Pattaya By Foot

Pattaya offers locals and tourists many forms of transportation, but at one point you must walk from a vehicle to your destination. The uneven levels of the sidewalks, missing grates, and the errant baby elephant require constant alertness and courtesy is a valued asset along Beach Road, where stalls protruded into the public walkways and the vendors consider this ground there sacred property granted by eternity.

A smile while stepping aside feels much better than a nasty glare and you can never go wrong by giving way to an elderly person or pregnant woman.

Both Thais and farangs appreciate good manners.

Walking on the more congested roads can prove a greater challenge and my best advice before getting out of your car or baht bus is look in every direction; left, right, ahead, and behind. You usually can forego checking the sky, unless you happen to be under a coconut tree. Second plan of action is to once more check in every direction. Motorcyclists travel in all directions on every inch of the street including the sidewalk.

Pattaya’s streets are wide and the traffic reaches a good speed. Thanks to the wonders of the modern communication the vehicle’s operator may concentrate more on a mobile phone conversation than your safety. The lights at some intersections allow pedestrians enough time to reach the other side of the street; however crossing between those lights can be treacherous, especially neasr any of the major shopping malls.

Due to the length of traffic light sequences these areas experience intense 30-second surges of cars and bikes. Most pedestrians adhere to several techniques to cross the roadways.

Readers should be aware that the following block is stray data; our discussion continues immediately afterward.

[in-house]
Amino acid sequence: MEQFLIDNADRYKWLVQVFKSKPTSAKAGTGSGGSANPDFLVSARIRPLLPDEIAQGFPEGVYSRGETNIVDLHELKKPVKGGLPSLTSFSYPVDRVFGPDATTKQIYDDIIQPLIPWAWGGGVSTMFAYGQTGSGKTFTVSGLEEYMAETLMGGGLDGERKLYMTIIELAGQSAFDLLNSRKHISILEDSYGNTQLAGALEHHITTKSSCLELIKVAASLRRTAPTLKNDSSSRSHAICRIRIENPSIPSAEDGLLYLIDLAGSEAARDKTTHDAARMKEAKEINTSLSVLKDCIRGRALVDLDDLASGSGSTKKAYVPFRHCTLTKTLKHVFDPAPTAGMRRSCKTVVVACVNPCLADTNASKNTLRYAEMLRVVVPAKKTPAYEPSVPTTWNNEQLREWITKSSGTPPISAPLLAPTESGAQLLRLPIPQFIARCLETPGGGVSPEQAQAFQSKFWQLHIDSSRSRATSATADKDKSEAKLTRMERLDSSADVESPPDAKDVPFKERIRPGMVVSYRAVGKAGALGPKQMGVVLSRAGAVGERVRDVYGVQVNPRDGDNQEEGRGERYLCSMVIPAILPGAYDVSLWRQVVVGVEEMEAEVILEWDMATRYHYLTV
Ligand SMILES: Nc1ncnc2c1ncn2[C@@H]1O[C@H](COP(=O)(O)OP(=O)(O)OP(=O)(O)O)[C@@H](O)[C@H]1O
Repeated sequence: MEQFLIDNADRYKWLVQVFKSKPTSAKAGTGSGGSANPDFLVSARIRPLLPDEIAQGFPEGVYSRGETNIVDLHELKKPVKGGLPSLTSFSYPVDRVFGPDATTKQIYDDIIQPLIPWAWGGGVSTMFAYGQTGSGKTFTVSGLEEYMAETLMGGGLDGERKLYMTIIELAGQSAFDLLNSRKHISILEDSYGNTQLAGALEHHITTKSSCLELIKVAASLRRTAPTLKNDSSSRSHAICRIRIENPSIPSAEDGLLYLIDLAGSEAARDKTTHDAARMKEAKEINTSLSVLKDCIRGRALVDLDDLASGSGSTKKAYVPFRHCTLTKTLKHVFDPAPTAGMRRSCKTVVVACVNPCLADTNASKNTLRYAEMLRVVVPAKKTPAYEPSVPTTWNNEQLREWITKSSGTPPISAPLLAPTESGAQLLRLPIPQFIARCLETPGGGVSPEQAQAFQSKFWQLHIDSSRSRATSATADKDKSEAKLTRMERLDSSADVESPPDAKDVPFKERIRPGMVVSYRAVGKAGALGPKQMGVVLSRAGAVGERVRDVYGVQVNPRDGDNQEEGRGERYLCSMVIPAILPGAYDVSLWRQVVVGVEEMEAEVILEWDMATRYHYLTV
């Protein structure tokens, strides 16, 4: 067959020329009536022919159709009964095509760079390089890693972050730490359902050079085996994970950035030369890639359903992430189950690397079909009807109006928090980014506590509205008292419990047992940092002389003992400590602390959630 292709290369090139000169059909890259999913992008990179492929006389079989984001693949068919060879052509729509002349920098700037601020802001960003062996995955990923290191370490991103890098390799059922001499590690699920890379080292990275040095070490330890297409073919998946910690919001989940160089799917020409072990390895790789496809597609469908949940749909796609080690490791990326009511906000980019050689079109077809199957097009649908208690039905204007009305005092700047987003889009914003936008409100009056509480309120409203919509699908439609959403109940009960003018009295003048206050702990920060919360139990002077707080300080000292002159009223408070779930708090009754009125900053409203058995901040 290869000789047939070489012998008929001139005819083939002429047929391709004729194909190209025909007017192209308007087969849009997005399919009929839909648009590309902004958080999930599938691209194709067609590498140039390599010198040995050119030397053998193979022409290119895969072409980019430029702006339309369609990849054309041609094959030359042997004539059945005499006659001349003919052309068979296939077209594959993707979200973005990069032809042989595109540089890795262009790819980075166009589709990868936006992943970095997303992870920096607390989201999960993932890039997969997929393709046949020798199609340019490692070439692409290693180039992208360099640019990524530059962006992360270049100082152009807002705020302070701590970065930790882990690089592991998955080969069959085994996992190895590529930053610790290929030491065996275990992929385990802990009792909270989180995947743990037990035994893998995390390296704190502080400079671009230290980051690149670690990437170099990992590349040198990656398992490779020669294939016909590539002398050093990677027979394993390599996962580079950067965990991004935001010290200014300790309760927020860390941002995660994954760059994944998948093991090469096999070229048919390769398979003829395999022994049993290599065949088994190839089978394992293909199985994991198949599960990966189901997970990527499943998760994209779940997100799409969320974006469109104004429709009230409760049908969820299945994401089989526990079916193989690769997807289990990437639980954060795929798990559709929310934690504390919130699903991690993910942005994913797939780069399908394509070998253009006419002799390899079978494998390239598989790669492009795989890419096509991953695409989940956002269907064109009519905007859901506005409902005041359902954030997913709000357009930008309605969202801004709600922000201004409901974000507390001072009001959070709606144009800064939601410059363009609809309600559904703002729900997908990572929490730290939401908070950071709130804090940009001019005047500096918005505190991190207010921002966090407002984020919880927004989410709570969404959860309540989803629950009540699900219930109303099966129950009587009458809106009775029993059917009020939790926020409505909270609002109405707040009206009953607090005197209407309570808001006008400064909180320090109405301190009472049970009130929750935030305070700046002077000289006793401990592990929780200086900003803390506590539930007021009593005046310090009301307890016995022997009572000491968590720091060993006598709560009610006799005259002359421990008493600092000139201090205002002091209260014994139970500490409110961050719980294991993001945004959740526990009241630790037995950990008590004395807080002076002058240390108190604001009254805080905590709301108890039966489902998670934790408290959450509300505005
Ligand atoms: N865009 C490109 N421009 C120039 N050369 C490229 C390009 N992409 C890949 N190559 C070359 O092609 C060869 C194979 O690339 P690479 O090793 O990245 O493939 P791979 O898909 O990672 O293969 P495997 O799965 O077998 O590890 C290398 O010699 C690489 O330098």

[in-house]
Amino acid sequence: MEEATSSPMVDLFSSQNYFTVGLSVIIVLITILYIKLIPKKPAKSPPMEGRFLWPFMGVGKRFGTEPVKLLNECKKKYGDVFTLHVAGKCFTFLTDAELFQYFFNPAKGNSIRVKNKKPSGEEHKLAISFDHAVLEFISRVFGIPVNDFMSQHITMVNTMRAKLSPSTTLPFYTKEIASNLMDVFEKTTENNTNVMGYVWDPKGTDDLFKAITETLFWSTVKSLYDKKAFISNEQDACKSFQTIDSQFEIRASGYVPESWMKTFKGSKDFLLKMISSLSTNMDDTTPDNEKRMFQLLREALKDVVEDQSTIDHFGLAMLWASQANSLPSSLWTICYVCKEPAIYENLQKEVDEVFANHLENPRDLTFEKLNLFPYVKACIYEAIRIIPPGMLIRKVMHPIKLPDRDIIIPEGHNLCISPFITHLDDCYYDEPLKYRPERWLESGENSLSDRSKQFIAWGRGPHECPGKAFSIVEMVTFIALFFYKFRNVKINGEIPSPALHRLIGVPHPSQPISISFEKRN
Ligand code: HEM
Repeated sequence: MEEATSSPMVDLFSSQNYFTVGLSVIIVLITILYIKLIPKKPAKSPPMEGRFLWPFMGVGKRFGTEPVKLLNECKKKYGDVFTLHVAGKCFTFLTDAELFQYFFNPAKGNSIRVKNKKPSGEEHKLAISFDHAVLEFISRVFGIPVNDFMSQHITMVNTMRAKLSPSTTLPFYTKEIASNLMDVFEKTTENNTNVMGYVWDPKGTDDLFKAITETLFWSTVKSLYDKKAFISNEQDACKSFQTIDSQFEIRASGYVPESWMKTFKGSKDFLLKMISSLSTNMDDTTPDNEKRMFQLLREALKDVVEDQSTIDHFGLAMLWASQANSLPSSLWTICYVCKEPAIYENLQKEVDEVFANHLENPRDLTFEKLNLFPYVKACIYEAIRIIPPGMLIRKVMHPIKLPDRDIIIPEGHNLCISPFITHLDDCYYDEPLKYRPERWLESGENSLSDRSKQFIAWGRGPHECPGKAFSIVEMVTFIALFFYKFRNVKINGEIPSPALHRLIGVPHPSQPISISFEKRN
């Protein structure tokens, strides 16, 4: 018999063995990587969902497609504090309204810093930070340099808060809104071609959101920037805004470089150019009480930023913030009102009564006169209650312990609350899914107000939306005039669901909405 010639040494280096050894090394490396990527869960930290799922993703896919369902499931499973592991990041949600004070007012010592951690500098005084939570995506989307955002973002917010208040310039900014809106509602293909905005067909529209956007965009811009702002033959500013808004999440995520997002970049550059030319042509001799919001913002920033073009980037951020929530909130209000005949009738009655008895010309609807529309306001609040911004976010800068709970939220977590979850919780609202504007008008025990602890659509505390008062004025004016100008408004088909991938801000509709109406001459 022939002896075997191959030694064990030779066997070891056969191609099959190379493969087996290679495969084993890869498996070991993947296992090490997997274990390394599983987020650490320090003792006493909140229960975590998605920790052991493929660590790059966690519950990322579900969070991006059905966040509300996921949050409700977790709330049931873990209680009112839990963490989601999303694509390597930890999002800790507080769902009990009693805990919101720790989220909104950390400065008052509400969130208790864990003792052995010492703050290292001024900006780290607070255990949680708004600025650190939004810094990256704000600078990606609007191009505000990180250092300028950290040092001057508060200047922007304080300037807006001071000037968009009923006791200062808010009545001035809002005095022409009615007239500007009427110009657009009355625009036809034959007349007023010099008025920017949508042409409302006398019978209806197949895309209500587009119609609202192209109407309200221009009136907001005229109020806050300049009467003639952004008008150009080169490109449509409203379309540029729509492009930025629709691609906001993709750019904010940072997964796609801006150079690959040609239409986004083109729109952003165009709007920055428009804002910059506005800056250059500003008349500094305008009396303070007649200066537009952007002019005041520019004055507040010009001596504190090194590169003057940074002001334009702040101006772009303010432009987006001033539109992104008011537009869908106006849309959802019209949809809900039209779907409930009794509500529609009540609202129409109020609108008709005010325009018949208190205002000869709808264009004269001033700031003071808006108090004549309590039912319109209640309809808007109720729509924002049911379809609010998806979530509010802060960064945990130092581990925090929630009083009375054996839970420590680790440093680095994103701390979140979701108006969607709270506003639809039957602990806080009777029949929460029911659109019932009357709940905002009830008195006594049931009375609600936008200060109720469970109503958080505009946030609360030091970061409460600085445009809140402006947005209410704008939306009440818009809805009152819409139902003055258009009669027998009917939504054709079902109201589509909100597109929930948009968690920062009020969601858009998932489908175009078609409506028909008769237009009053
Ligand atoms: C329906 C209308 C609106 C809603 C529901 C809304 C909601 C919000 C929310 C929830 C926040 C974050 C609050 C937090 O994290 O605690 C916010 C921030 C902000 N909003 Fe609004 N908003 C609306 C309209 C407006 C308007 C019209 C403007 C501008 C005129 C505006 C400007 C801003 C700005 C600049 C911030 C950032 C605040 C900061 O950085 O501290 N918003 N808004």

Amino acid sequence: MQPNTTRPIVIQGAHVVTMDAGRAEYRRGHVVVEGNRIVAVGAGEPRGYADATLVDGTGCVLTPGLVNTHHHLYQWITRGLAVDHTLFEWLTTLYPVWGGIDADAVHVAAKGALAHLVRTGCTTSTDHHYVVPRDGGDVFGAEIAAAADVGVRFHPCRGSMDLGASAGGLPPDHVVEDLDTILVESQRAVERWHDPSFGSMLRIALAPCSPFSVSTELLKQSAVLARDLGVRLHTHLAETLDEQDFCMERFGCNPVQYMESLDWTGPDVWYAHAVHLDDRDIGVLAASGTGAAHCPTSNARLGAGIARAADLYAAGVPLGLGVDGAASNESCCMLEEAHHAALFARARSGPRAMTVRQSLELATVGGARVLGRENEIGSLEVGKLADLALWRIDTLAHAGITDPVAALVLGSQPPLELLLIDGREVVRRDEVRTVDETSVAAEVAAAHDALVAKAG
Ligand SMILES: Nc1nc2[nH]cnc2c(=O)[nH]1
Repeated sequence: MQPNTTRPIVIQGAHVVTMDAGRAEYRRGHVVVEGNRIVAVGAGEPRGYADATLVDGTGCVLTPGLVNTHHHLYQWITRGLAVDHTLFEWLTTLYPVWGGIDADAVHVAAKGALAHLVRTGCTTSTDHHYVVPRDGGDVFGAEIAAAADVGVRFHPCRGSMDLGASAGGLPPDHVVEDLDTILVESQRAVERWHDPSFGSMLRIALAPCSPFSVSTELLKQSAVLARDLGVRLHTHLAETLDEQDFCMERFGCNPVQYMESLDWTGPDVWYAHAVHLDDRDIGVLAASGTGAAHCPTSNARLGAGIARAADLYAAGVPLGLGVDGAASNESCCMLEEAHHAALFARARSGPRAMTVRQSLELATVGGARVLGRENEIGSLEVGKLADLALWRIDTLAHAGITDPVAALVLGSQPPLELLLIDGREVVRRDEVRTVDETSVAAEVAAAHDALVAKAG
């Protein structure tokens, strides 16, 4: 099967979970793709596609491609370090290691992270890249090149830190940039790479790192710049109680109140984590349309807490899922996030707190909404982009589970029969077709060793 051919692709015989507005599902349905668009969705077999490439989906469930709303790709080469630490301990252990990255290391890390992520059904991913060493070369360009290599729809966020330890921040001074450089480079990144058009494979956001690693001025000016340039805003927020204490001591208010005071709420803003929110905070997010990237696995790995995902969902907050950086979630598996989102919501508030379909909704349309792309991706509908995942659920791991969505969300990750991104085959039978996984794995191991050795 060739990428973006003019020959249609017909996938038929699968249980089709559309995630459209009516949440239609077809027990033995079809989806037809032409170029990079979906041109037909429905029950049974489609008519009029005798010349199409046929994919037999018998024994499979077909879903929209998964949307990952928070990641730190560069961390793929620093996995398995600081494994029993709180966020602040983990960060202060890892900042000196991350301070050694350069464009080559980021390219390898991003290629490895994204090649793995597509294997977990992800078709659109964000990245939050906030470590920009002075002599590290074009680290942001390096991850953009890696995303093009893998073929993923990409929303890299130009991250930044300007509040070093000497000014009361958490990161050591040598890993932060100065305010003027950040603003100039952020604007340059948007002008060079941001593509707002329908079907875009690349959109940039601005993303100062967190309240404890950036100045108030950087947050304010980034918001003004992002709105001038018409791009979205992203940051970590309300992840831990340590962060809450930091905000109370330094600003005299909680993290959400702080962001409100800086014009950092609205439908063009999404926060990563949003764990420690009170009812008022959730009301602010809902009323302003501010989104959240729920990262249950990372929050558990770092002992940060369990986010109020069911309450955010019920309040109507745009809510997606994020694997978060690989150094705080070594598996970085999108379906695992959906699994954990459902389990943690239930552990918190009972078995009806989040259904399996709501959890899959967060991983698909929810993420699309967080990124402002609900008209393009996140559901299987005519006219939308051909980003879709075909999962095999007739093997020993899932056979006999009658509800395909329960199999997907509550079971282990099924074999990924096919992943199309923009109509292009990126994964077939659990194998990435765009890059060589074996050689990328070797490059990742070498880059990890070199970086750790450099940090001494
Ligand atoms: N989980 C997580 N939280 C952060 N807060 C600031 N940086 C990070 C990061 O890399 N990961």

The first is the athletic sprint. Three seconds and you’re a winner, unless you misjudged your distance. Be aware that objects are actually moving faster than you think.

Another tactic is the go-and-stop, which entails traversing the street in sections. Not an advisable strategy since oncoming vehicle outweigh even the heaviest farangs or khang noi by a ton.

I personally prefer waiting out a gap in the traffic surge and walk briskly to the other side.

Establishing eye contact with the oncoming driver with a wave helps the passage as does not darting into the street to catch up with friend. This is not the running of the bulls in Spain.

Pattaya has several walks away from the cars and buses. The 2.7 kilometer from North Pattaya to Walking Street is especially nice with the tide out, so the first part of your journey can be barefooted over sand bars.

The short walk onto the Bali Hai pier in South Pattaya provides an advantageous view of the sea frontage stretching north to Si Racha as well as a refreshing breeze at sunset. The stroll from the Jomtien Police Station to the Pattaya Water Park offers a nice change from the heavily trafficked roads of Pattaya. Most recently the city has opened a park on Jomtien Hill. The garden views of the harbor are especially nice as the sun is setting.

Lastly gentleman, you may like a brisk stroll, but if you are walking with a lady or an elderly person, please dip into your pocket and take a baht-bus or a motorsai taxi to save them discomfort. Save for appreciation of a good walk along Bali Hai pier at sunset. Everyone will be happier and healthier in the end.

Once more keep your eyes open.

Cars are waiting for you like zombies at sunset.

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